Due to its association with high-fat meats such as bacon, sausage and spare ribs, pork has gotten a bad rap over the years. Thanks to changes in breeding and feeding practices, many pork cuts are significantly lower in fat than they were 20 years ago.
In fact, a 3-ounce cooked serving of pork tenderloin has the same amount of saturated fat as a skinless chicken breast.
Nutritionally speaking, pork provides high-quality protein and is an excellent source of several B vitamins, which helps the body produce energy and selenium, a mineral essential for a healthy immune system and thyroid gland.
When incorporating pork into a healthy eating plan, consider the following:
■ Look for the word “loin” when selecting leaner cuts of pork such as, top loin chop (now called New York pork chop), top loin roast (now called New York pork roast), loin chop (now called porterhouse pork chop), sirloin chop, or tenderloin as used in today’s recipe.
■ Stick to a 3- or 4-ounce cooked portion size. A 3-ounce portion looks like the size of a deck of cards.
■ Trim visible fat before cooking.
■ Prepare it by baking, broiling or grilling.
Unless you prefer pork well done, do not overcook it. A few years ago, the U.S. Department of Agriculture updated its guidelines for cooking whole cuts of pork. The new recommended internal temperature is 145 degrees, provided the meat is allowed to rest off the heat source, for 3 minutes before serving. This safe temperature leaves the meat juicy with a pink blush in the middle.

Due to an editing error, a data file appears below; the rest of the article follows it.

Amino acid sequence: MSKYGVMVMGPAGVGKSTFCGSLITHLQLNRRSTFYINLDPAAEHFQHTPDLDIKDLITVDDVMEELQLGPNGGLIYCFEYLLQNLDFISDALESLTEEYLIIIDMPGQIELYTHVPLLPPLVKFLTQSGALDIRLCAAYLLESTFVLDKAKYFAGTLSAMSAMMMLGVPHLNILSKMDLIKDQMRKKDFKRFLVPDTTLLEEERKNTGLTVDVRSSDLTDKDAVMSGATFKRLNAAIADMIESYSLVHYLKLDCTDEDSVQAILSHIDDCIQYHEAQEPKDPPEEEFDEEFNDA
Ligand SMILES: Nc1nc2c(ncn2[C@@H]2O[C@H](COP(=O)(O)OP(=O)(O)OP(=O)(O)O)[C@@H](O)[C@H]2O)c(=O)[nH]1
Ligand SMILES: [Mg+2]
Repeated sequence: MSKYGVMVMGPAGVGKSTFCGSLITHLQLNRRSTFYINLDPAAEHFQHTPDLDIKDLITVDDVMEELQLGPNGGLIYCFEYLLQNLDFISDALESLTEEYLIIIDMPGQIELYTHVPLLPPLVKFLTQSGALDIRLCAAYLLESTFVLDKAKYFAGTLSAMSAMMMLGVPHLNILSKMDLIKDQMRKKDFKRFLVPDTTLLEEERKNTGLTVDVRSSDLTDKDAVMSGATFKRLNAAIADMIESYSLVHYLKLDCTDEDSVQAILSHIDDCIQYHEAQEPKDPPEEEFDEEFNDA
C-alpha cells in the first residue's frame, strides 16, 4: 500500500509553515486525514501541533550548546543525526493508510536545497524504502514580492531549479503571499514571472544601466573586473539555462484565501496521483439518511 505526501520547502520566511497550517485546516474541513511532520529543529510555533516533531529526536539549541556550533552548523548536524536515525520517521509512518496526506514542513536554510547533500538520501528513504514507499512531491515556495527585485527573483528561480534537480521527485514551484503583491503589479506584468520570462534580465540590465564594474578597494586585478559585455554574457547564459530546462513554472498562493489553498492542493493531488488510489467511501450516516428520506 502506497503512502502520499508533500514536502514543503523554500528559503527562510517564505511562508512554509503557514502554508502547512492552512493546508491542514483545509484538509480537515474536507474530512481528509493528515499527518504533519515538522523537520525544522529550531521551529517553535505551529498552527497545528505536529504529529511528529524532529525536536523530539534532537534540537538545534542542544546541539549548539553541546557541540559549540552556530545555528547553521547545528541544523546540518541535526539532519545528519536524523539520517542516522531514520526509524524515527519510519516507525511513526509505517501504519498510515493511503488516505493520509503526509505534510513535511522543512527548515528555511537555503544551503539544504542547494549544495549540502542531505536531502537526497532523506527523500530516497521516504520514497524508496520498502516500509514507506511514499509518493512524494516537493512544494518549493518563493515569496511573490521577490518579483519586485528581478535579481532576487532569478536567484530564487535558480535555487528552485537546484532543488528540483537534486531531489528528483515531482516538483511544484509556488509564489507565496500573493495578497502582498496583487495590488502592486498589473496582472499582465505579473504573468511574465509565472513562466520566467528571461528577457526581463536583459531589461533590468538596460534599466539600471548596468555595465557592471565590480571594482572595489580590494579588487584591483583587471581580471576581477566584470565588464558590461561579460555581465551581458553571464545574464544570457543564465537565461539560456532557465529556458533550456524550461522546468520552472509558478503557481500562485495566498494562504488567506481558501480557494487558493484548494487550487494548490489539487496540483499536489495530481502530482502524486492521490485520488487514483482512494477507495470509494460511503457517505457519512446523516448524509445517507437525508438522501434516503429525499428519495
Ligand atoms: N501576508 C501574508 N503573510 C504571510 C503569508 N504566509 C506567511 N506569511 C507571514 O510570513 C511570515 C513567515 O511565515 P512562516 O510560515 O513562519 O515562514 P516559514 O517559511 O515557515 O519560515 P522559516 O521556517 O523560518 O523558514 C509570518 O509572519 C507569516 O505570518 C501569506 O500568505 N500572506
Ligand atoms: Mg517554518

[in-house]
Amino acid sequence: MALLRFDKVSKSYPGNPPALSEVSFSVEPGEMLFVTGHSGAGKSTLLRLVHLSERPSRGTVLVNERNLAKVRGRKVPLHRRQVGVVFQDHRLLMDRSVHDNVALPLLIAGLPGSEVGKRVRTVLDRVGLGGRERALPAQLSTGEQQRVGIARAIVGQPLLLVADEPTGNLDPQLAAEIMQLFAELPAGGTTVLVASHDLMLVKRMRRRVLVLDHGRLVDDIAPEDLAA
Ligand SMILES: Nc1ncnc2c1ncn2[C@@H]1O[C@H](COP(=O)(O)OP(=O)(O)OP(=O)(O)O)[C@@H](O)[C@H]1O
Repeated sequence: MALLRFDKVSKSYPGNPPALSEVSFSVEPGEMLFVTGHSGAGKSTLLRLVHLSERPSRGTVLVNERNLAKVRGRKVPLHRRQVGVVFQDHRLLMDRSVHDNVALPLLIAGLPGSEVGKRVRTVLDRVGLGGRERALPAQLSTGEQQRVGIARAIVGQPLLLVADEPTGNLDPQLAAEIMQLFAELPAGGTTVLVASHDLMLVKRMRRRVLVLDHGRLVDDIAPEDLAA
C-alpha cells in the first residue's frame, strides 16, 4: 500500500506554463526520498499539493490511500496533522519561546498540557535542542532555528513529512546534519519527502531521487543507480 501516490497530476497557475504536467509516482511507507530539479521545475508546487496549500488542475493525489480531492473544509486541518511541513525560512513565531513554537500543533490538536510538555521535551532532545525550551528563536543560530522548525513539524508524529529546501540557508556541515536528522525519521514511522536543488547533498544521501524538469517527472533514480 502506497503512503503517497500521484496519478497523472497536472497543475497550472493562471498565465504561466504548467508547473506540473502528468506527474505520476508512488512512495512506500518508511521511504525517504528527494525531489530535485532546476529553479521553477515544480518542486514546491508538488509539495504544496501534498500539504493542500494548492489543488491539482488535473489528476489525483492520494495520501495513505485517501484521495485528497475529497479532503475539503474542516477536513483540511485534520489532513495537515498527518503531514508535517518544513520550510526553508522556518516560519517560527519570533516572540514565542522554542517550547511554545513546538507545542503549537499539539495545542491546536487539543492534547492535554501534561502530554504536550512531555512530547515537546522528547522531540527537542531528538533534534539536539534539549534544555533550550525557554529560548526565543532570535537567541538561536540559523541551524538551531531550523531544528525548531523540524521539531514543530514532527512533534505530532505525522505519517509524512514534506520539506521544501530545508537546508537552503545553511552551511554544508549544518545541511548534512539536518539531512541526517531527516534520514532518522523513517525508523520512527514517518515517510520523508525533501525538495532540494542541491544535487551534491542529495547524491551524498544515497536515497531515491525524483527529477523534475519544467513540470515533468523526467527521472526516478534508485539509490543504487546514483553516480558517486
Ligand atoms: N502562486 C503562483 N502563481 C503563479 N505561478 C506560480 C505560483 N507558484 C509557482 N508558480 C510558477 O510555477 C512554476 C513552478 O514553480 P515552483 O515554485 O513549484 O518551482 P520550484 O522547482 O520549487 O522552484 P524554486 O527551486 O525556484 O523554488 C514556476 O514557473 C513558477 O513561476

The temperature change does not apply to ground meats, including beef, veal, lamb and pork, which should be cooked to 160 degrees. Poultry should be cooked to 165 degrees. The only reliable indicator of safe meat temperature is a food thermometer. For the most accurate reading, place a digital food thermometer in the thickest part of meat, not allowing it to touch the bone.
Darlene Zimmerman is a registered dietitian in Henry Ford Hospital’s Heart Vascular Institute. For questions about today’s recipe, call 313-972-1920.
Sriracha Pork and Peppers
Makes: 7 servings / Preparation time: 15 minutes (plus marinating time) / Total time: 45 minutes
Partially freeze the pork tenderloin or chops to make it easier to cut into cubes.
1 cup water
1/2 cup packed brown sugar
1 to 2 tablespoons sriracha sauce or to taste
4 tablespoons hoisin sauce, divided
2 tablespoons rice vinegar
2 teaspoons grated gingerroot
1 clove garlic, peeled, minced
3 tablespoons cornstarch, divided
20 ounces pork tenderloin or boneless pork loin chops
3 tablespoons peanut or canola oil, divided
5 cups assorted bell peppers (red, green, yellow), cut into 3/4-inch pieces
42/3 cups cooked brown rice, prepared without salt or oil
1/4 cup sliced green onion
In a large jar with a tight-fitting lid, combine water, brown sugar, sriracha sauce, 2 tablespoons hoisin sauce, vinegar, gingerroot, garlic and 2 tablespoons cornstarch. Shake until well blended; set aside.
Trim any excess fat from pork and cut into 3/4-inch cubes. Place cubed pork in a bowl and sprinkle with remaining 1 tablespoon cornstarch and toss to coat. Add remaining 2 tablespoons hoisin sauce to pork and toss to coat.
Cover and marinate in the refrigerator at least two hours or overnight. In a large wok, heat 2 tablespoons oil over medium-high heat. Add the pork and stir-fry 3 to 5 minutes. Remove pork from wok and cover. Add remaining 1 tablespoon oil to wok and cook bell peppers 4 to 5 minutes. Return pork and any juices to the wok with peppers. Add brown sugar sriracha sauce, stirring to loosen the fond on the bottom of the wok. Continue to cook, allowing sauce to bubble and thicken, an additional 3 to 5 minutes.
Serve over cooked rice and garnish with sliced green onions. Each serving consists of about 3/4 cup sriracha pork over 2/3 cup of brown rice.
Created by Darlene Zimmerman, MS, RD, and tested by Susan Selasky for the Free Press Test Kitchen.
445 calories (26% from fat), 13 grams fat (3 grams sat. fat, 0 grams trans fat), 59 grams carbohydrates, 24 grams protein, 243 mg sodium, 61 mg cholesterol, 45 mg calcium, 4 grams fiber. Food exchanges: 3 starch, 2 vegetable, 2 lean meat.